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Discussion Starter · #6 ·
Wow, great info and perspective. Thanks everyone.

JSal- what position do you normally leave your watch after you remove for the evening? I just leave mine facing up on my night stand. Thanks again
 

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Wow, great info and perspective. Thanks everyone.

JSal- what position do you normally leave your watch after you remove for the evening? I just leave mine facing up on my night stand. Thanks again
Generally Face Up as that usually causes a + gain in time.
 

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+1

And to add, aside from positional variance, the state of wind can have an effect on the timekeeping of the watch.

Get a proper time source, like Time.gov or an atomic watch and set your watch to one of those. Wind it fully or make sure that it is wound from a full day's activity and then check the watch after 24 hours. Then, hack to to the time source once again and use your normal wearing patter for about 5 days or so and then check the watch again and divide by amount of hours that you've worn the watch for this deviation.

At that point, see how it all turns out. Note that there are apps to check the timing of your watch. Hairspring looks to be a great new one that is available. That's another thing to play with regarding accuracy. :)

Some movements can be "regulated" to a degree based on the position that you leave the watch when it's off of your wrist. Try dial up, dial down, crown up, crown down, etc. to see if you can gain any time back when it's off of our wrist.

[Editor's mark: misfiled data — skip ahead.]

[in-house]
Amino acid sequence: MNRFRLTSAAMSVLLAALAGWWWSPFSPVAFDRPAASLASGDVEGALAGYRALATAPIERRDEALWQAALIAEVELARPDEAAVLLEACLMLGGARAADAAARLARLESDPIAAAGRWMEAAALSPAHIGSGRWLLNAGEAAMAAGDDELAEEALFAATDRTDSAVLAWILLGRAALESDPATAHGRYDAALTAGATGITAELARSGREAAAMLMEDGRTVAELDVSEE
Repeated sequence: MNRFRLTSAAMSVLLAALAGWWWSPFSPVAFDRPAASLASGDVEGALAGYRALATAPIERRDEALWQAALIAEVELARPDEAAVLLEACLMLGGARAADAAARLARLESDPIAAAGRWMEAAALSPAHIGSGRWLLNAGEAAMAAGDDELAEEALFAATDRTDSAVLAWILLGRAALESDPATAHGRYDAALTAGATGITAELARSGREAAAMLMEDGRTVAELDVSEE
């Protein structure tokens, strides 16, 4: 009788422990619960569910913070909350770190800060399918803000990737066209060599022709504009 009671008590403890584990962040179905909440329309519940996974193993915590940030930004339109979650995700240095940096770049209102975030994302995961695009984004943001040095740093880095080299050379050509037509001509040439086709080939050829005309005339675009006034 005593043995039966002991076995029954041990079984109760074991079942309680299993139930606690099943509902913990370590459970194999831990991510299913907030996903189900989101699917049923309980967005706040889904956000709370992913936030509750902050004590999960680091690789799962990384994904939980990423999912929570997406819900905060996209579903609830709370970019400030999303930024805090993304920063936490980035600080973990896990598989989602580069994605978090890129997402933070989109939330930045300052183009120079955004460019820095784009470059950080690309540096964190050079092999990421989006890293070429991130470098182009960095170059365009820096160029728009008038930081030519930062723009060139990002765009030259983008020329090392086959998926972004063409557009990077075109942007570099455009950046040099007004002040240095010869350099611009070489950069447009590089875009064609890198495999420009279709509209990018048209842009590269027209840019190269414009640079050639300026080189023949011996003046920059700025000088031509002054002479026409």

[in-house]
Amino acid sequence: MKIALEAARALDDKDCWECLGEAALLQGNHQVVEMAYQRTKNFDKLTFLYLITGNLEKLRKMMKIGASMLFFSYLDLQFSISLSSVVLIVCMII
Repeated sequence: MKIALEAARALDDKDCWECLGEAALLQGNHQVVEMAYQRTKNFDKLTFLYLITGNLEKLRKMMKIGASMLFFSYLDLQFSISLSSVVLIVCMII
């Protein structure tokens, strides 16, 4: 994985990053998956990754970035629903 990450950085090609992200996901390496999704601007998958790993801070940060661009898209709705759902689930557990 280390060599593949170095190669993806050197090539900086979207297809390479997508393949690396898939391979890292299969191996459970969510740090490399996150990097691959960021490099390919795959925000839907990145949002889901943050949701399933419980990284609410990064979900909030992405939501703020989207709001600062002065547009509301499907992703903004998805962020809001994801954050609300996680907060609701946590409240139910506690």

Lastly, if you end up having it regulated or attempt to do it yourself, you will void the warranty. If you purchased it new from Steinhart, for the duration of the warranty, only Steinhart can service the watch or the warranty will be void so treat with caution. If the watch is technically "in spec" for the movement, (and yours is) the manufacturer will not usually regulate it under warranty.

From your narrative, your watch is new and has been ticking for a few days only. Give it a few weeks for all the parts of the movement to operate smoothly, when new very tiny imperfections in the manufacturing can interfere with the accuracy.

Less than 3 second per day is great anyway!
 

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Discussion Starter · #9 ·
Thanks everyone for the useful information, especially about voiding the warranty if I took it to a watchmaker!

Here is an update: